All this is a fancy way of saying that I am standing by my post of June 10th as the economic data revisions going back to the 2007-2009 recessions indicate clearly you can’t trust the early official economic data or Mike Hoss’ pronunciation of same while filling in for the Toolman. 😉
Those economic data revisions really bothered me which is what moved me to write the post that contained the above quote to begin with. While ordinary Americans have struggled since 2007 to keep their heads above water with sky-high gasoline prices and the economic collapse of 2008, our elected leaders have consistently tried to paint a brighter picture of the economy pointing to certain official statistics to make their point. The problem is the stats are subject to revision and it appears the data revisions are telling the real story and it isn’t a good one. Luckily for all of us I don’t have to go into great detail as the good folks over at The Economic Populist have done all the heavy lifting in a piece that is well worth reading. Here is a snippet:
The Q2 2011 GDP report showed draconian revisions. Q1 2011 GDP was revised downward from 1.9% to 0.4%.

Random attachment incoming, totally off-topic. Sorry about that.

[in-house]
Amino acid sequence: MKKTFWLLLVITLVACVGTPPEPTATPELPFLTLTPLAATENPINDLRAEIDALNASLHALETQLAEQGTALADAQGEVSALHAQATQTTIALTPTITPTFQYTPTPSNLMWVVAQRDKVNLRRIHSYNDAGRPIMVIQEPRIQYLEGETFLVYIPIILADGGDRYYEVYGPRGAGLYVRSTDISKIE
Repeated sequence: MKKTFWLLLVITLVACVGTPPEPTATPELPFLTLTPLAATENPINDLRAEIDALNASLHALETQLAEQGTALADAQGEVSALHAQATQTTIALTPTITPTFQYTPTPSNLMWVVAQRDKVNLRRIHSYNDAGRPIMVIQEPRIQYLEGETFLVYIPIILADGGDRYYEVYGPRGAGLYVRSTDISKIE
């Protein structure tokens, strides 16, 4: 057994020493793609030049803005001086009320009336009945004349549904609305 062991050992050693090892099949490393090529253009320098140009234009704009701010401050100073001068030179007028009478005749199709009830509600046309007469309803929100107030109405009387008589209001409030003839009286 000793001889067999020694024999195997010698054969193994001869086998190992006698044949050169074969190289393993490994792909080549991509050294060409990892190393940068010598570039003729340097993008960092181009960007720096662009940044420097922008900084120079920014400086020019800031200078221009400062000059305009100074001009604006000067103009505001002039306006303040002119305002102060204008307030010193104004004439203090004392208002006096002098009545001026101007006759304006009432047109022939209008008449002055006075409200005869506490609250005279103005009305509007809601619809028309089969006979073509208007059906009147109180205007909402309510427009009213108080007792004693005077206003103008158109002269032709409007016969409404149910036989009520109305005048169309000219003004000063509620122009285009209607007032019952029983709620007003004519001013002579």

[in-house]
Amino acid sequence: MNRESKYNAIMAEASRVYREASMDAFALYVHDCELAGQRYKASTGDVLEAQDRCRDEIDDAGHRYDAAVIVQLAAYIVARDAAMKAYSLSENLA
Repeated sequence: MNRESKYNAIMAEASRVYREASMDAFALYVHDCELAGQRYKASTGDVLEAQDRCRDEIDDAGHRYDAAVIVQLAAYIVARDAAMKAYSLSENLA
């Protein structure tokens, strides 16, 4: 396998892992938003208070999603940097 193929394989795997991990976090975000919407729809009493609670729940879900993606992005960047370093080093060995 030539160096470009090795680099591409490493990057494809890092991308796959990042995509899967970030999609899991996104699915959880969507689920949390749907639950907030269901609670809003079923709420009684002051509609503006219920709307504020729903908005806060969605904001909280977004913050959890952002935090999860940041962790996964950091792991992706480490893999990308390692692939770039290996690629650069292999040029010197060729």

On an annual basis, 2008 GDP was revised from 0% to -0.3%. 2009 shows just how bad the economy became with a new annual -3.5% GDP, revised from -2.6%. 2010 was revised upward by just 0.1% to 3.0% for the year. Below are annual GDP revisions. This graph was generated from ALFRED, which allows you to compare historical economic data. The dark red bars are the revised numbers, compared against the previous GDP, in green.
The worse revisions are in Q4 2008 and Q1 2009. Instead of a -6.8% quarterly annualized change for Q4 2008, it was –8.9%. Q1 2009 was revised to –6.7%, from -4.9%. Below are the quarterly GDP revisions. The BEA reports quarterly GDP as annualized.
The bottom line? The economy is fugly.
Revisions normally go back 3 years and are done in July, but there were additional revisions that went back all the way to 2003. The summary of where these revisions came from is here. Bottom line, real GDP, or in chained 2005 dollars, is less than before the recession. In other words, our economy has shrunk and not recovered.
The data and pundits that I follow all indicate we have some rough economic water dead ahead as the Keynesianesque stimulus programs of 2009/2010 work their way out of the economic cycle. The silver lining is that we likely will have a nice buy opportunity on the back-end of the carnage. Strap yourselves in folks.